The news: China rolled out a new regulation this week that would require apps using algorithmic recommendations to let users opt out of personalized content and product suggestions, per the South China Morning Post.
The rationale: The Cyberspace Administration of China (CAC), one of the parties responsible for drafting the legislation, said the goal is to prevent “algorithmic discrimination,” whereby apps charge people different prices for the same product or service depending on their spending habits. It also seeks to combat “content intoxication,” which refers to the practice of keeping users engaged with an app through a constant flow of content tailored to their interests.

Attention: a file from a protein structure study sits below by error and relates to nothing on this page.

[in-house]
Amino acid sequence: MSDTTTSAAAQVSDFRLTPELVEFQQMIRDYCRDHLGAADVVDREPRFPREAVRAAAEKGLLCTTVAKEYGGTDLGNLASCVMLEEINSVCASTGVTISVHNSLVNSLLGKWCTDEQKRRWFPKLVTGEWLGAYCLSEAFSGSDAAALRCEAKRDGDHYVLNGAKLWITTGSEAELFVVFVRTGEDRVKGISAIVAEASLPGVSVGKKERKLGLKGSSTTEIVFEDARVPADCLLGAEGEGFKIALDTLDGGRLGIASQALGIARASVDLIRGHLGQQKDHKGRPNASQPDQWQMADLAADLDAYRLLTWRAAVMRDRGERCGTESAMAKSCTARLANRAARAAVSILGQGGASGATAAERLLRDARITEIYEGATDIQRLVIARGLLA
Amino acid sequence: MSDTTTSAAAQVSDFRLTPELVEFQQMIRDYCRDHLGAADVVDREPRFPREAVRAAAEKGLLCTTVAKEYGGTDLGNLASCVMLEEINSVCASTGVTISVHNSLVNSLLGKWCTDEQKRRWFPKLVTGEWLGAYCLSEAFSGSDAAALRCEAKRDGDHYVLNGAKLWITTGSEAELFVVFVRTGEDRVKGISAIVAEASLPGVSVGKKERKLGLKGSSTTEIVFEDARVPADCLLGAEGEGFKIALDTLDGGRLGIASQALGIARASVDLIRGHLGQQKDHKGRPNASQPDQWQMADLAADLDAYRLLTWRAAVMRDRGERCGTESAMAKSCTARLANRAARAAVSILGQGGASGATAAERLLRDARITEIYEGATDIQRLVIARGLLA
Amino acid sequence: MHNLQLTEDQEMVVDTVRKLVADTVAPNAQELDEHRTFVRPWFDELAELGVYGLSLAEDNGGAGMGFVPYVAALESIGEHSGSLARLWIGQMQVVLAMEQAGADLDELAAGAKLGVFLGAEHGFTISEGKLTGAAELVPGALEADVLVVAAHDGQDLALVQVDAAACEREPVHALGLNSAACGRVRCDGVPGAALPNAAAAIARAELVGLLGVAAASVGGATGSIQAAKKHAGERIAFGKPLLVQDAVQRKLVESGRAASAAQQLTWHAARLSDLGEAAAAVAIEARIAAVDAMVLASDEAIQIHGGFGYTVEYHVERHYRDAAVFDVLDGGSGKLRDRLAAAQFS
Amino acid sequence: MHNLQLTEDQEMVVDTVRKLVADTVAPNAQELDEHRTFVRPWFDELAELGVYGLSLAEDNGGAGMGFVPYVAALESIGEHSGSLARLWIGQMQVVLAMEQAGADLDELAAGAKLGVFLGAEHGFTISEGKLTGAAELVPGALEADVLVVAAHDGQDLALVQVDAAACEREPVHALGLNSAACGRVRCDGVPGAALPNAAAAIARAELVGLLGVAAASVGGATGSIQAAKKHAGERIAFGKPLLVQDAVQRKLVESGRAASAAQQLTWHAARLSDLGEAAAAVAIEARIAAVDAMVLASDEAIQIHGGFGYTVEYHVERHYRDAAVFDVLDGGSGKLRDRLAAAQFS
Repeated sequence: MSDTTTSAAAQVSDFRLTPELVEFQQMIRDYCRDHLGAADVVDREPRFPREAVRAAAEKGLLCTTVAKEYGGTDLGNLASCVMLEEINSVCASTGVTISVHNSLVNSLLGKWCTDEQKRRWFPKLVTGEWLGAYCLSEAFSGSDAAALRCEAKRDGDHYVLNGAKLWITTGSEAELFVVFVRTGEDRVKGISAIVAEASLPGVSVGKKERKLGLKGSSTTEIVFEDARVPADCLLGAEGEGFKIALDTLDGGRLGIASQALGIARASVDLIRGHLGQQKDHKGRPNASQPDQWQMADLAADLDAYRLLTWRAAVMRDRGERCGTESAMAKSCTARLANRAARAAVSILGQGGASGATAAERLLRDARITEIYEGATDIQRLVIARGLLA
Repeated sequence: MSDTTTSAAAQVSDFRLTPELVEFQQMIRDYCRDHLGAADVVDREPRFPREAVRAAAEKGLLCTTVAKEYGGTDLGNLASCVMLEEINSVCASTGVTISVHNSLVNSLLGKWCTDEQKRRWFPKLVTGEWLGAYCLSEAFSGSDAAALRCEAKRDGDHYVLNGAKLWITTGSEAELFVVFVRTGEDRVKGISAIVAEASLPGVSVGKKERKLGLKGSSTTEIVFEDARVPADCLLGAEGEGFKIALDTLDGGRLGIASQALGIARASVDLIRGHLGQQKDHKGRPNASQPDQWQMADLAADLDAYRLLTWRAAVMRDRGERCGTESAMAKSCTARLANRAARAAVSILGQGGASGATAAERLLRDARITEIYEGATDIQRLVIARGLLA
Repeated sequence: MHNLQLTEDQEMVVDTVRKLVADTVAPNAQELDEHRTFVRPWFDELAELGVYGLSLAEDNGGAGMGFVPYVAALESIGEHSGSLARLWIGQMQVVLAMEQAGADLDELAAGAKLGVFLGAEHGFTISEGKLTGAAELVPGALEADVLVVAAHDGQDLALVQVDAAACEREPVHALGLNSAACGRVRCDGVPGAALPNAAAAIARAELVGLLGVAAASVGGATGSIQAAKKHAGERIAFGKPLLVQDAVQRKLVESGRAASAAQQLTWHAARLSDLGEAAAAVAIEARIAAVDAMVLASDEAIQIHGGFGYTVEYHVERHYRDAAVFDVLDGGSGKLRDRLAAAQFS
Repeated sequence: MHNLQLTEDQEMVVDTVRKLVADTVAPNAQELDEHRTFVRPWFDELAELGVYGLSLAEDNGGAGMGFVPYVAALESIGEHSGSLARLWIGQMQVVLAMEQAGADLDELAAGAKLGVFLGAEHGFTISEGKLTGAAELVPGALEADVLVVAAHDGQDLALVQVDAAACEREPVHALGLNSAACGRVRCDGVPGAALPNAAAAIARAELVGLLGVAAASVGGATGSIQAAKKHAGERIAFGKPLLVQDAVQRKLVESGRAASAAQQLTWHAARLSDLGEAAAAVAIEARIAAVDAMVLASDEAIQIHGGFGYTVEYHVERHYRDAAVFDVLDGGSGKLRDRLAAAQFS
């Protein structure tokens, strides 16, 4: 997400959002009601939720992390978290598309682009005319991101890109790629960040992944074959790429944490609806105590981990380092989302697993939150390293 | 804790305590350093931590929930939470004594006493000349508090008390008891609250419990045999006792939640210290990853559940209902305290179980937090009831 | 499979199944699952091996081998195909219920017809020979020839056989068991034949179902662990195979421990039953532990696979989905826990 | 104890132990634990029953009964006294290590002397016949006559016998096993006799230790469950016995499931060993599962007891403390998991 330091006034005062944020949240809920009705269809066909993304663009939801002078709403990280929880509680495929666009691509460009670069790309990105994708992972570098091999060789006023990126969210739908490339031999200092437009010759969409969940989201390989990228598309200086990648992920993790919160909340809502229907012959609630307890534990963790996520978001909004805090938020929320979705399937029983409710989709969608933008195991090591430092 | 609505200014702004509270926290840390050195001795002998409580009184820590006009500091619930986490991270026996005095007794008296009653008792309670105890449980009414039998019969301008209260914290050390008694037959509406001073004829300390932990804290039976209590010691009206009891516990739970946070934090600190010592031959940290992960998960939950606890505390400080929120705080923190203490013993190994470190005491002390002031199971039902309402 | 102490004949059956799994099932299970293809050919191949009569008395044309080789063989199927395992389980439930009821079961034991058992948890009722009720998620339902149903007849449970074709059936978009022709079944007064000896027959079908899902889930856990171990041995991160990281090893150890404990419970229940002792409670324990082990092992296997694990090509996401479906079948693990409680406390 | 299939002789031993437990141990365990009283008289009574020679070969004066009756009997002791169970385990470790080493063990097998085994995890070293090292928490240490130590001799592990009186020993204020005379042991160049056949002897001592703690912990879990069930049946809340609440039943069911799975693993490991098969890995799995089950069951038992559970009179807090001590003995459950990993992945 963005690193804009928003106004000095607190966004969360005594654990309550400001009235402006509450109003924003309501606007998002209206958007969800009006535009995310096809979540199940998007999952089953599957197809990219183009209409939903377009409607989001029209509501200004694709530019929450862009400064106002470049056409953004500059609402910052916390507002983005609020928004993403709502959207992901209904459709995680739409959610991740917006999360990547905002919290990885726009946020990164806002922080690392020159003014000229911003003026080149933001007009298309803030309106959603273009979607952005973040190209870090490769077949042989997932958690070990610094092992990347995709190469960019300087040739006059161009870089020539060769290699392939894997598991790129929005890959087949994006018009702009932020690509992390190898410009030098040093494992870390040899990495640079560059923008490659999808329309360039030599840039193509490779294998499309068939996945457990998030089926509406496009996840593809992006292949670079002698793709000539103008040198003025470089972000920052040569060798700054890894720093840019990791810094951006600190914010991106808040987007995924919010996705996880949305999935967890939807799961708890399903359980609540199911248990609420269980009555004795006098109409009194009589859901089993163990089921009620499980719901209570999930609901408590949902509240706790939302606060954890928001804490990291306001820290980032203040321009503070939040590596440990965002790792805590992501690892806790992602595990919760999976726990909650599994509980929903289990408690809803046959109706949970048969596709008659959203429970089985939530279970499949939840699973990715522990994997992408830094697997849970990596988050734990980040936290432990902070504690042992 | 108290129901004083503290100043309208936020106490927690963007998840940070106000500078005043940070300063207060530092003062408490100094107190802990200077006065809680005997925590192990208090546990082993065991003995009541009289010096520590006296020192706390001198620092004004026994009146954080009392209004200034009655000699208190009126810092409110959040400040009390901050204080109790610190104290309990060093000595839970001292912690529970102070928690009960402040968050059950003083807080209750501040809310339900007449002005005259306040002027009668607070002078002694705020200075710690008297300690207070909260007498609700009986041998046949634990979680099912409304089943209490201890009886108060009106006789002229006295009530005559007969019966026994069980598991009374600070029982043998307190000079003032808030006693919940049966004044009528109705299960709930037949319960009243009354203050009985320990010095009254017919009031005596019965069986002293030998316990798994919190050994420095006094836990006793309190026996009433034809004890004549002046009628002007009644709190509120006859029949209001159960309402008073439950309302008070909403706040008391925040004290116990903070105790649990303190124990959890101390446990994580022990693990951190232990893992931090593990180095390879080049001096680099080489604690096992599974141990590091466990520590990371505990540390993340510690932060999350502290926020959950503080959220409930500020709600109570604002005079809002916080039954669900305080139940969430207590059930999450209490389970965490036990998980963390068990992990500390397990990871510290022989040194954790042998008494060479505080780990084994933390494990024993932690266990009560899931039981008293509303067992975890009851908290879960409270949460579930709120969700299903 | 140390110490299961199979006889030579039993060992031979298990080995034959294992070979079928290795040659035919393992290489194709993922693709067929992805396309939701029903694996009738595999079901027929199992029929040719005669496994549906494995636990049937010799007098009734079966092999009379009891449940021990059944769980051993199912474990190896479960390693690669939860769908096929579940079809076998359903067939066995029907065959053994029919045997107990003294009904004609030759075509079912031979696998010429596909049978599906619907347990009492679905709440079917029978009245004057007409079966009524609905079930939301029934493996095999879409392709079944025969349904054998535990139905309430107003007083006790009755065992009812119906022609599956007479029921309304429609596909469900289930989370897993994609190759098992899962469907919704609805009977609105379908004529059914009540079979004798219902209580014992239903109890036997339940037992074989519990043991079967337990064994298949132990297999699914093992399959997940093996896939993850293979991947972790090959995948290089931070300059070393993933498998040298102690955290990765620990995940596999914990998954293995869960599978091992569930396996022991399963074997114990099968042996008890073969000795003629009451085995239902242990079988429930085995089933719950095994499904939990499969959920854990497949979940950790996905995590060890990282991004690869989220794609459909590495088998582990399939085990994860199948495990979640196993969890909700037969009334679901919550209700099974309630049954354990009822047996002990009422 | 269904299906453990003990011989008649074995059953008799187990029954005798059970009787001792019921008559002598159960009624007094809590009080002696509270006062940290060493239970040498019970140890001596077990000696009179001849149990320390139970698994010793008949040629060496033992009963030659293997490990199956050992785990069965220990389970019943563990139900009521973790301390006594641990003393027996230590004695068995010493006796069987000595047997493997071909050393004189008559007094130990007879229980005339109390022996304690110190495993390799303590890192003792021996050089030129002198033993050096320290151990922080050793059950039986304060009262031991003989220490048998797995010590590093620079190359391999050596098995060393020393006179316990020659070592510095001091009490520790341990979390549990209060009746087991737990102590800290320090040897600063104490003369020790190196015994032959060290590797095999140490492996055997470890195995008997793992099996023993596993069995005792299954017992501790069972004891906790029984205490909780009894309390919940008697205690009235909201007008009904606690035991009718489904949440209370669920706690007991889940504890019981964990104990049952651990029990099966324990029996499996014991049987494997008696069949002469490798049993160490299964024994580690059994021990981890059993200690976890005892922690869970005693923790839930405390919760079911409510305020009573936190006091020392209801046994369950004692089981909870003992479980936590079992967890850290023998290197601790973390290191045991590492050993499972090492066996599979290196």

The implications: Several of China’s most successful companies—including Alibaba, Tencent, Meituan, and TikTok’s parent company, ByteDance—rely heavily on algorithms to drive consumer engagement and sales. The new law will almost certainly hinder growth for these companies.
Seen in the greater context of China’s recent antimonopoly campaign, the reduction in algorithmic efficacy may help small businesses compete more effectively with dominant players. But given the tremendous market share that companies like Alibaba and JD.com already have, the odds of a new entrant being able to unseat established giants are low.
Will others follow? Anti-Big Tech movements have been gaining steam around the world, including in the US. While China’s regulatory approach is more heavy-handed than most, other countries can study the effect of these regulations on homegrown innovation, economic growth, and consumer behavior, and apply those findings to their own legislative agendas.